The Casio company has its worldwide headquarters in Tokyo, Japan (left pic) and as I mentioned earlier, has been producing digital pianos for over 30 years. They also produce keyboards, pro synthesizers, as well as being famous for calculators, advanced digital cameras, sports & consumer watches, advanced digital technology for communication devices, and some very impressive new digital computer technology. Casio produces their own computer chips and proprietary micro technology and is able to do it at a fraction of the cost of some of it's biggest competitors and that is why Casio tends to have lower prices. Some people equate lower prices with lower quality and think you need to spend a lot more money (over $3000) to get something really good. However, in my opinion, this latest model Casio AP650 is very impressive for its lower price and easily competes with the other popular digital piano brands including Yamaha, Roland, and Kawai for features, cabinet construction & style, and overall piano playing experience realism.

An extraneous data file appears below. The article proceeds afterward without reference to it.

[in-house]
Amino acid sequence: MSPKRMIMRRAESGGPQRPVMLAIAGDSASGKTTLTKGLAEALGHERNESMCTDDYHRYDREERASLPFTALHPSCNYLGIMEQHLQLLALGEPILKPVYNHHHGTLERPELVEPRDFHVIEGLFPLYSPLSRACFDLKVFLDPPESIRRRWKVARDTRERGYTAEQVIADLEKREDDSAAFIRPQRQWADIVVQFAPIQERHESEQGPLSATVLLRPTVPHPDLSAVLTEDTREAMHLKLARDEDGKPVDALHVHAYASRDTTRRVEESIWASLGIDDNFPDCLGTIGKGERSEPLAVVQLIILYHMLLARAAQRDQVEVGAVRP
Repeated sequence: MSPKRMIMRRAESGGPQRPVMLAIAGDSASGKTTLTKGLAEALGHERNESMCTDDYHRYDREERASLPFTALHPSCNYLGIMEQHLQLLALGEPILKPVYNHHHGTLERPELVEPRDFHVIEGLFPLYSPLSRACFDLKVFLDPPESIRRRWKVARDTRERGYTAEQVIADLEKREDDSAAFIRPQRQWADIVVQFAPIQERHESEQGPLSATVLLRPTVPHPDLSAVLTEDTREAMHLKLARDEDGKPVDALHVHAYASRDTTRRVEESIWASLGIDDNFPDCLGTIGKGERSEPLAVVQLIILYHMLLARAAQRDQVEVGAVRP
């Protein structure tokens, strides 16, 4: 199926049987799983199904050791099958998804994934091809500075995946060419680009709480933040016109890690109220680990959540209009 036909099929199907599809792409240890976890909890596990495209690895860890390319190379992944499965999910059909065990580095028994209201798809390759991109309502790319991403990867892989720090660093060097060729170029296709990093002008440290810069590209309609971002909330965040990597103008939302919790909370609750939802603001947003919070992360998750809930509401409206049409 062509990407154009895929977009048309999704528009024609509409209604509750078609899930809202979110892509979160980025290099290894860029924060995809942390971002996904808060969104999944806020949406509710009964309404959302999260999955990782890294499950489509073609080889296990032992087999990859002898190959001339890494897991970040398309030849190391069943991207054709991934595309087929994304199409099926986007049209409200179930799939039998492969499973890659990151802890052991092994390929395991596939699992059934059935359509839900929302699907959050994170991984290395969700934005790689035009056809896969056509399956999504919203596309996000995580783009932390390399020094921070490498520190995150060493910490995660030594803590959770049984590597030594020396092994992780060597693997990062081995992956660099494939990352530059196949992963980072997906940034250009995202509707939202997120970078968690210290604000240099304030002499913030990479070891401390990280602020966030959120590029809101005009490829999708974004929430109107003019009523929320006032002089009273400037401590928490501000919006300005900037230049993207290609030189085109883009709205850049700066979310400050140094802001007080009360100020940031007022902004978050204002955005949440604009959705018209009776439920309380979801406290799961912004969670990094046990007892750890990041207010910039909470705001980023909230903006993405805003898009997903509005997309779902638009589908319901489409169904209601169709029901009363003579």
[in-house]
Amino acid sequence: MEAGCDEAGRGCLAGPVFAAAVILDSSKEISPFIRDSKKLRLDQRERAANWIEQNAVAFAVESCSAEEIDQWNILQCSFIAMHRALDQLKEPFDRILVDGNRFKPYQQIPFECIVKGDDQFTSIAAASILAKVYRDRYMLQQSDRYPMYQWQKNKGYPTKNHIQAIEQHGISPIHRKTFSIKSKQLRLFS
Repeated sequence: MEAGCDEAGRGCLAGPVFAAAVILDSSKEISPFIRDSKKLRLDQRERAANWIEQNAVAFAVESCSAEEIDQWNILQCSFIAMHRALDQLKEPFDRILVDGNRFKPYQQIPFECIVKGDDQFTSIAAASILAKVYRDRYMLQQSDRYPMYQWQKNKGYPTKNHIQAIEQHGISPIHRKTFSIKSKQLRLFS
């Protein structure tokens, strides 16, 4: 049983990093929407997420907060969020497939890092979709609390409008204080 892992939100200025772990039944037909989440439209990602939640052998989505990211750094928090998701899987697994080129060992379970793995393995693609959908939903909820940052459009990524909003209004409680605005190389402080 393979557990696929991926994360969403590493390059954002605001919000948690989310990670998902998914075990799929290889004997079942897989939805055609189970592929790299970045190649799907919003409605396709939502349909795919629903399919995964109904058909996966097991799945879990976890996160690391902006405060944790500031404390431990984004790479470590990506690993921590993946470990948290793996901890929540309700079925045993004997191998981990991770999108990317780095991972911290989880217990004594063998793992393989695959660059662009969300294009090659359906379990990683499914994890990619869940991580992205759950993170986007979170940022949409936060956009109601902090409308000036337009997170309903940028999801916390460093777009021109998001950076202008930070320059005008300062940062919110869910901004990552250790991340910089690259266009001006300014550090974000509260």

Another impressive feature to me is the fact that Casio has included "wav file" audio recording and playback in this model. What that means is that you can record yourself as an audio recording (CD quality) and save it to a USB flashdrive in the piano and then play it back in full CD quality sound. You can also can take that recording in the flashdrive and plug it into your computer and email that song to your friends and relatives to let them hear it on their computer just as you played it! Beyond that, you can import that music into computer music programs for music education, composing, song arranging, etc for further musical interaction and even turn the wav file recording into an MP3 file on your computer to play as an iTune on your iPad or iPod. The other major brands such as Roland, Kawai, or Yamaha do not have this feature in this price range. Another recording feature that is very useful and I use it in my teaching studio, is the ability to record right and left hand playing independently on 2 separate MIDI recording tracks and then play back both hands simultaneously. This feature is very helpful in allowing piano students to practice and record one hand and then play that recording back while they play the other hand "live" along with the recording. It's like having your teacher there playing along with you to give you help in understanding your rhythm and timing better and it's also more fun to practice this way. You can also save this recording and other song recordings you have done to a USB flashdrive for storage so you can come back later and work on and play along with those pieces again.